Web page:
OWB carry has the benefit of easy access to your gun since you don’t have to pull it out of a tight waistband to use it. It also doesn’t press into your body as much, so it can be more comfortable if you usually wear your pants a little tight. The drawback is that you have to really plan your outfit around it to be sure the bottom of your holster is sticking out when you move around or bend forward.

Left Side or Right Side Carry?

Generally speaking, you should conceal carry on whichever side you shoot with. If you have a bigger belly like I do, it’s tough to cross-draw your weapon, even with an ankle or thigh carry. Movement is much smoother and more efficient when you draw from the easiest access point and that’s why I recommend putting your weapon on whatever side your trigger finger is on. Of course, fat people can be flexible, too, so that might change based on your fitness.

Add a Wedge or Claw for Better Concealment

I’ve found as a bigger dude that my belly moves when I move and it might press against my gun if it’s at my waistband. The best way around this is adding a wedge or claw.

Wedges work by pushing the butt of the gun outward a little, causing the end of your holster to stay inward. Since they are made of foam that usually conforms to your body, it’s a great way to personalize your holster to your body shape for better concealment.

While wedges work with your body for concealment, claws use your belt but have the same idea. Usually, they are integrated and may come along with your holster at purchase.

What About Pocket Carry?

Pocket carry might be a viable option depending on the type of gun, the size of your holster, and how deep your pockets are. For me personally, though, it’s not really my favorite option. I find it doesn’t give me the same kind of security that I feel with having my gun secured to a belt or a holster.

What About Small of Back Carry for Big Guys?

Some people also position their gun in the small of their back, at 6 o’clock. Personally, I find this position awkward to reach around to, even with my longer arms from being a guy that is both big and tall. It’s all too easy for printing to become an issue as well, and the last thing I want is someone coming up from behind me and disarming me when I don’t see it coming.

Choosing the Best Holster for Conceal Carry

When it comes down to it, the average guy has a lot of options when it comes to conceal carry. Like me, you probably aren’t the average guy and that means that each type of holster has its advantages and disadvantages.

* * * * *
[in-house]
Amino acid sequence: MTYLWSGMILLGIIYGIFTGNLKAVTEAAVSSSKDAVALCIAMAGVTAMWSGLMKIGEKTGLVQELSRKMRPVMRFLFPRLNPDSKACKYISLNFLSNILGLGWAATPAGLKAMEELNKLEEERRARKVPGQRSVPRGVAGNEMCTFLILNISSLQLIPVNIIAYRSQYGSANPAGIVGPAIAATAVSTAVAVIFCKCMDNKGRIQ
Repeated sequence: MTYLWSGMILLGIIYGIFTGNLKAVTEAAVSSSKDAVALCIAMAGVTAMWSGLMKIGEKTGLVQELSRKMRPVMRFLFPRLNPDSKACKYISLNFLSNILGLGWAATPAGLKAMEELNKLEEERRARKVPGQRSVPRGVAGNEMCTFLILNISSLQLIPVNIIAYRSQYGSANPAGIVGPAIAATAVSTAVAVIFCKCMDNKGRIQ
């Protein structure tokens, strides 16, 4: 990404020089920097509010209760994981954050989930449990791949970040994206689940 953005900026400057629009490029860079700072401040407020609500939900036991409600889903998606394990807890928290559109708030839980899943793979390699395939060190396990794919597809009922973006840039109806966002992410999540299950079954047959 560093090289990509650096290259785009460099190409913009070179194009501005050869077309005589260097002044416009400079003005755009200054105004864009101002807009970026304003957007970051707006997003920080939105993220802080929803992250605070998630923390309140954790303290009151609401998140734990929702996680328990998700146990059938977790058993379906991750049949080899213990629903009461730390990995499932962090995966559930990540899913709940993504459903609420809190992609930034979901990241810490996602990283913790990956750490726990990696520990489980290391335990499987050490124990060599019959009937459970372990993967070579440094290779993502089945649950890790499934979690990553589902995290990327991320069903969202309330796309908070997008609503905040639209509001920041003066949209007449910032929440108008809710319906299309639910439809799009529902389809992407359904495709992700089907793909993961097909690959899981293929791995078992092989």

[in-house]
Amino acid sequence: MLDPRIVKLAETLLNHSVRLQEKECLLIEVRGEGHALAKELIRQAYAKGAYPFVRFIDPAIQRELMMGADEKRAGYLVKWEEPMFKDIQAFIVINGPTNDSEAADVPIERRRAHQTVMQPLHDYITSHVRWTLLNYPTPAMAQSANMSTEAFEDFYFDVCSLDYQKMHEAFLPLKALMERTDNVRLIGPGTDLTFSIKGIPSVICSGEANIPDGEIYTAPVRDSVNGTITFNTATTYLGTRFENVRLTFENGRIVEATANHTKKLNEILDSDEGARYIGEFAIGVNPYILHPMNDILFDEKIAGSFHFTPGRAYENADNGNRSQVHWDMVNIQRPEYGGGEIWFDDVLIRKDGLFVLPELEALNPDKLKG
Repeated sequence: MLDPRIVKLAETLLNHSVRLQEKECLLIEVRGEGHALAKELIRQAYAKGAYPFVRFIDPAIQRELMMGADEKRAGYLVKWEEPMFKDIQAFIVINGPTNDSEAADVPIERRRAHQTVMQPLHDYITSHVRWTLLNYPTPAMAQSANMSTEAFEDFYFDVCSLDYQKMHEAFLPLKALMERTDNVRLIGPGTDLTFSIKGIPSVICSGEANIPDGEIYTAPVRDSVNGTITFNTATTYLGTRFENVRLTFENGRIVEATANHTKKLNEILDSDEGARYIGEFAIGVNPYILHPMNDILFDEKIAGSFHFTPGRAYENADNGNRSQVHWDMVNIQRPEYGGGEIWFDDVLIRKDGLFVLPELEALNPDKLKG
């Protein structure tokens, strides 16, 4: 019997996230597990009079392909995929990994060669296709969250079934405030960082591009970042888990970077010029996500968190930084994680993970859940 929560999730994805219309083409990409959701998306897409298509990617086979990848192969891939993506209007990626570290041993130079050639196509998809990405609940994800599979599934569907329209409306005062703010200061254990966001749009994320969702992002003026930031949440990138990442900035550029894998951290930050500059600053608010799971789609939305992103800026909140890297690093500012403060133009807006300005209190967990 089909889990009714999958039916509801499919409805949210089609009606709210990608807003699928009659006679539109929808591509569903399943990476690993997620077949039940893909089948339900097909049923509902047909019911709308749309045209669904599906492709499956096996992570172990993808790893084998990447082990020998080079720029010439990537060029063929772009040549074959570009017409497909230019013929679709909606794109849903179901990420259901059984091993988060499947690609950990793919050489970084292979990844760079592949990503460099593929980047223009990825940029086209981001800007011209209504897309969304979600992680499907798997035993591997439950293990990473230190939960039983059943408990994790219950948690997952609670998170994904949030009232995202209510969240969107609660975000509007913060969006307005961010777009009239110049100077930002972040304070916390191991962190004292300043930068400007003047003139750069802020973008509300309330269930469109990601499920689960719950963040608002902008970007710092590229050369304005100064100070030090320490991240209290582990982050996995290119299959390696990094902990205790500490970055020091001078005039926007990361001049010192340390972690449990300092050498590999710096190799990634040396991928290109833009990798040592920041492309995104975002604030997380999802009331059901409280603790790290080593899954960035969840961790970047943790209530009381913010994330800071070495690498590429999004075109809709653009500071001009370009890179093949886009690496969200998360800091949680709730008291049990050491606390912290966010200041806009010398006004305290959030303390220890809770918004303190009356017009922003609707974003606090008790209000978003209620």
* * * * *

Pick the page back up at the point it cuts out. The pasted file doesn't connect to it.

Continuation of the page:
I’ve seen a lot of holsters out there, including ones for your shoulders, ankles, and thighs, holsters designed to go inside (IWB) or outside (OWB) of your waistband, belt holsters, and belly band holsters. Concealed carry clothing is another option.

As a bigger guy, I’ve found ankle and thigh holders require bending or awkward stretching of my arm. Plus, doing these as a cross draw isn’t really an option with my gut in the way.

Shoulder holsters are a matter of preference. They’re fairly easy to conceal, but I do find that there’s a slower draw time than holsters positioned around the waist or hips.

IWB or OWB holsters, gun belts, and belly band holsters for fat guys are some of the most viable options, in my opinion. They keep your weapon handy and stay pretty well, especially when made of the right materials. And belly band holsters do come in larger sizes!

Concealed carry clothing is also a great option, giving you peace of mind that your weapon is close but also well-hidden. It can be easily worn under other clothing. The only real downside is the price, especially once you get into the larger sizes.

Why You Should Wear a Belt for Concealed Carry with a Waist Holster

Wearing a belt with your pants or shorts has a few benefits when you’re trying to conceal carry. The first benefit is really about how it makes your pants fit, especially since clothing sizes vary so much between manufacturers.

When you’re a big guy, wearing a belt gives you the ability to adjust the fit of your pants so you can give yourself room for a holster without worrying about your pants falling down.

The other benefit of a belt is that it provides a flat, rigid surface to lay your holster against. This keeps it from flopping around and keeps it securely at your waist, right where you want it to sit.